But it will interest you that it took just about five months for Mr. Udeogu (acting in effect for himself and his co-convict Kalu) to move from the Federal High Court up to the Supreme Court in his most recent appeal. It takes an average of 20 years for ordinary Nigerians to move up the same ladder. Ordinarily, what we were taught in law school was that a cardinal principle of the rule of law is equality before the law. That is a ruse here in Nigeria.
The rich and ruling class have created for themselves an express way to justice or to injustice depending on which of the two is needed at any material time. I know they’ll tell us that Kalu’s matter was of an urgent nature because it involved the liberty of a citizen but there are thousands of other citizens who are in the same prison as Kalu or Udeogu for far lesser offences who have not even been convicted but yet they remain in prison for many years. Why is Kalu’s or Udeogu’s different? Men who stole billions of their people’s money at the expense of roads, schools and hospitals? What is so urgent about helping them to escape the consequences of their offences?
The same ruling elites who have refused to reform the justice system know by their own experience that it is insane, for want of a more gory descriptive, for a litigant to wait for 20 years to get justice in just one case. Which human can confidently boast that he will even be alive in another 20 years from now?
Our position at the Civic Engagement and Justice Coalition (CJC) has always been that all cases are urgent. Enough of the rubbish of claiming some cases are urgent while some are not. A litigant whose livelihood depends on a land wrongfully taken from him by someone mightier than himself urgently needs justice in that case for the restoration of his livelihood but our legal system says land matters are not urgent for instance. What an upside way of thinking. It is the person who wears the shoe that knows where it hurts.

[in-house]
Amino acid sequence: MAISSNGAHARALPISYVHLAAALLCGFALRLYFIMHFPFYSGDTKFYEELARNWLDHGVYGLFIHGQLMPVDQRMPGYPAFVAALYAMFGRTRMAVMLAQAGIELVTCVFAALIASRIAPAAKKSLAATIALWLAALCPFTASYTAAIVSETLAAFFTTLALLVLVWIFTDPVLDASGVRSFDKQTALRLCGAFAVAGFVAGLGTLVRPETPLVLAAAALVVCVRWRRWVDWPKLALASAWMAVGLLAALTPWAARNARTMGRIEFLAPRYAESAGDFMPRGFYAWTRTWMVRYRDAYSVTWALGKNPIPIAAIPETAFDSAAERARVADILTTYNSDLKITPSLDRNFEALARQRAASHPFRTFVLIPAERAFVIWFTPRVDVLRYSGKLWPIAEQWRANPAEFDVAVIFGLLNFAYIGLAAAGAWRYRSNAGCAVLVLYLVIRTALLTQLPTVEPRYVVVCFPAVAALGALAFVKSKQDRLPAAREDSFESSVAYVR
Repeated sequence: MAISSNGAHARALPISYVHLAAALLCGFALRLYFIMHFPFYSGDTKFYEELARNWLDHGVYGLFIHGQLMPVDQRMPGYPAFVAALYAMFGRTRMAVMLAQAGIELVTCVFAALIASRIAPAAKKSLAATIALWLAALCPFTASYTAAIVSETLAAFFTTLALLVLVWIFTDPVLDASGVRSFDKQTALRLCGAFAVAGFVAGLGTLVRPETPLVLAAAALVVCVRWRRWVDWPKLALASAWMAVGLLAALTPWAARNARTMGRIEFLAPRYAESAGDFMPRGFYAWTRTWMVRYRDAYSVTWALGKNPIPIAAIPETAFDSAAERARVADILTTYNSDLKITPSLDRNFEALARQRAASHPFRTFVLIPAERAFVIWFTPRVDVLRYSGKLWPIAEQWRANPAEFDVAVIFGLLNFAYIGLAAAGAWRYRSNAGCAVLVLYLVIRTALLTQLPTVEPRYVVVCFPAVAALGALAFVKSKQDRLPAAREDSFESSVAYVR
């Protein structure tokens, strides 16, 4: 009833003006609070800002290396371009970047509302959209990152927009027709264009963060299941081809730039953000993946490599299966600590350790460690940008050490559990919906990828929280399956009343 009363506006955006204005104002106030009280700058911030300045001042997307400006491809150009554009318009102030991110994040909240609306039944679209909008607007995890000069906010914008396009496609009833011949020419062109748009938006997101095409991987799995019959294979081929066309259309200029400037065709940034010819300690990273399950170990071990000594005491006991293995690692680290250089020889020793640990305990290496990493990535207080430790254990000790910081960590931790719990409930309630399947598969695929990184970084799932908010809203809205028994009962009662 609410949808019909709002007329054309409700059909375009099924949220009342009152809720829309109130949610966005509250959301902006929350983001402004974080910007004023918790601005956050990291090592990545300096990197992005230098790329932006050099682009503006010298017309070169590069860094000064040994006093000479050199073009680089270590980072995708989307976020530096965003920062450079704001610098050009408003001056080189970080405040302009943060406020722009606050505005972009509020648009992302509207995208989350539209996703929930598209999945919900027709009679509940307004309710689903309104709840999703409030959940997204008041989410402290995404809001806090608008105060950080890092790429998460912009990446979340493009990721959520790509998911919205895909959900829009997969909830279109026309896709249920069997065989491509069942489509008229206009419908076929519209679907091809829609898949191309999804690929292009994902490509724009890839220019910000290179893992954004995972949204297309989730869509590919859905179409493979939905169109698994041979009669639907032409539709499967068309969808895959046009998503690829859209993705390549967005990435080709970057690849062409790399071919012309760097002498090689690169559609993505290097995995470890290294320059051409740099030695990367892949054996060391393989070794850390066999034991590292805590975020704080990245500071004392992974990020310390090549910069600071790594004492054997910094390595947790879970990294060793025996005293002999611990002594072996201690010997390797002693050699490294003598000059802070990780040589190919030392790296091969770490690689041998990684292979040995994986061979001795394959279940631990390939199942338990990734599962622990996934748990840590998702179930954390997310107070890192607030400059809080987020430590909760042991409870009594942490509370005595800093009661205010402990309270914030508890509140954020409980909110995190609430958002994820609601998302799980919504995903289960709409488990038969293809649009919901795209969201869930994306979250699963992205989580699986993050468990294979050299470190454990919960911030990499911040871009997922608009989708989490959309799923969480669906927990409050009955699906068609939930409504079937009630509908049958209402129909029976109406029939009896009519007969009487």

Our position is that we cannot continue to have this current legal system. It has suffered a reversal of fate. All people of conscience must rise in defense of true justice, the poor and the downtrodden. There is no justice if it is not gotten on time. It is worse if some in the same society can pay their way up while others because of their economic status have to wait long torturous years.
We need to proliferate our courts in direct proportion to population increase. We need far more divisions of the Court of Appeal than we currently have and let proliferation be based on a population quota system (It doesn’t make sense for instance that Ekiti State has one panel of Justices sitting in its Court of Appeal while Lagos which has ten times the population of Ekiti has two sitting panels). This is why some appeals can be concluded within a year or two in Ekiti whereas it takes an average of 6-8 years to conclude same in Lagos inside the same country.
There is need for the unbundling of the Supreme Court into Six Zones to start with and sufficient number of Justices must be appointed for dispatch handling of cases. In the future, and in the spirit of true federalism, let each state have its own appellate system like we have in a nation like the United States of America where we copied our Federalism. Nobody should tell us it’s not possible. Only mediocres make such statements. If we have the political will as a nation, we can easily get this done.
Somehow we have to fix this moribund system however we want to go about it. And it has to be now. It shouldn’t any longer be a misfortune to be a Nigerian. Worse still, to be a poor Nigerian.
“You shall do no injustice in court. You shall not be partial to the poor or defer to the great but in righteousness shall you judge your neighbour.” Leviticus 19:15. ESV.
Peniela Akintujoye is a Human Rights Lawyer, Public Affairs Analyst and Convener, Civic Engagement and Justice Coalition (CJC). He can be reached via [email protected]